To me, Kingston’s “Warrior” always represented the historical breakout for Asian American writers. The book busted through all the artistic and commercial barriers that kept Asian American voices at bay. But that led to the disagreement started by the “Aiiieeeee!” guys as to what an Asian American story was and who had the right to tell these stories, perhaps a slightly sexist literary tiff that existed until just last October at the American Book Awards in San Francisco.

Enter the aforementioned Professor Gonzalez. I asked him what it was about. And he told me it began with a translation by Kingston of a Chinese term in reference to white males as devils. That dispute led to a criticism about authenticity that spun out of control into a patriarchal response by the male writers.

Gonzalez got the inside because he was buddies with both Chin and Wong, the latter who was set to be at the ceremony to introduce Kingston as the winner of the American Book Awards Lifetime Achievement honor.

At the last minute, Wong was too ill to be in San Francisco. Instead, a letter was read to the awards crowd where Wong acknowledged Kingston’s work, notably her lesser known “Tripmaster Monkey: His Fake Book.” It is a lyrical novel about a fictional writer named Witman Ah Sing, a character that is an amalgam of Asian American writers, but most would say is in fact Chin. Wong called “Tripmaster” the novel about literary Asian America.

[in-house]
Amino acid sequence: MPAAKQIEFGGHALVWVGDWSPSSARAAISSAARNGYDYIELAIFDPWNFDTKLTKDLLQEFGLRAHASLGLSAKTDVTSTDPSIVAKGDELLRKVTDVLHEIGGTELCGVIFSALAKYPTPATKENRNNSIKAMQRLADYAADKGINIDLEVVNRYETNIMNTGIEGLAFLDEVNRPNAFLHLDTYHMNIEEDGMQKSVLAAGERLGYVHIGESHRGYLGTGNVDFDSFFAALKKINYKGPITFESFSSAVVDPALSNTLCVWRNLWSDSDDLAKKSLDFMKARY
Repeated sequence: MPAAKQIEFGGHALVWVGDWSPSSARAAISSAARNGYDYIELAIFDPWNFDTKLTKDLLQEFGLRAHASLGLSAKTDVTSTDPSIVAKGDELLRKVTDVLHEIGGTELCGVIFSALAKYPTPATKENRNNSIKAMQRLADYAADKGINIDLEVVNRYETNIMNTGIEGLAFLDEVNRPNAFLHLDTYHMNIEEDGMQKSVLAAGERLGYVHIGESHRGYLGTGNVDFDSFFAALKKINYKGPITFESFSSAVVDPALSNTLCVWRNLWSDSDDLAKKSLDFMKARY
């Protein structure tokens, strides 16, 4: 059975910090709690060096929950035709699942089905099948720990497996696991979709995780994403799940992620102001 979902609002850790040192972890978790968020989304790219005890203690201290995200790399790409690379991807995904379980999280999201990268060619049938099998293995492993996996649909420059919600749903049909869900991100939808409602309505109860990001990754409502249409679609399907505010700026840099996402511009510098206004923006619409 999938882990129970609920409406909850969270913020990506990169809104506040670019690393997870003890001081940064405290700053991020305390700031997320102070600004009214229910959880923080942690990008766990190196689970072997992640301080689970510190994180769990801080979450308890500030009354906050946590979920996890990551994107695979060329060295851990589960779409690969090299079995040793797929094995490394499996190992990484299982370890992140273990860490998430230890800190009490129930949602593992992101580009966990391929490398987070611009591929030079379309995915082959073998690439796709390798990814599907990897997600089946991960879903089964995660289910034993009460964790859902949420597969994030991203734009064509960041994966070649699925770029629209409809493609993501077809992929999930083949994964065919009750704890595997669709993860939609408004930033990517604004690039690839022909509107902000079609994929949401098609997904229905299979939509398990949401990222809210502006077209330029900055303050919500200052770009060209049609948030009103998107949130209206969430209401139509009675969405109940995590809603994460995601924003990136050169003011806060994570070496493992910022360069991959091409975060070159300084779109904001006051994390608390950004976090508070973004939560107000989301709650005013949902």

“Had Kingston published a novel about literary New York, critics would have lauded its publication,” Wong said in his letter. “It would have confirmed what everyone perceived as the literary canon that didn’t include us.”

With those words, Wong finally came clean. It was the recognition that Kingston’s work indeed put Asian Americans on the map, and it is the reason many refer to her as the godmother of Asian American literature.

“So true,” wrote Wong in his letter. “Thank you, Maxine, for giving us a seat at the table of American literature.”

As the emcee of the event, I introduced Kingston, who was soft-spoken and gracious in her acceptance of the American Book Awards Lifetime Achievement honor.

But she was still a bit stunned and amazed since it came with words from Wong.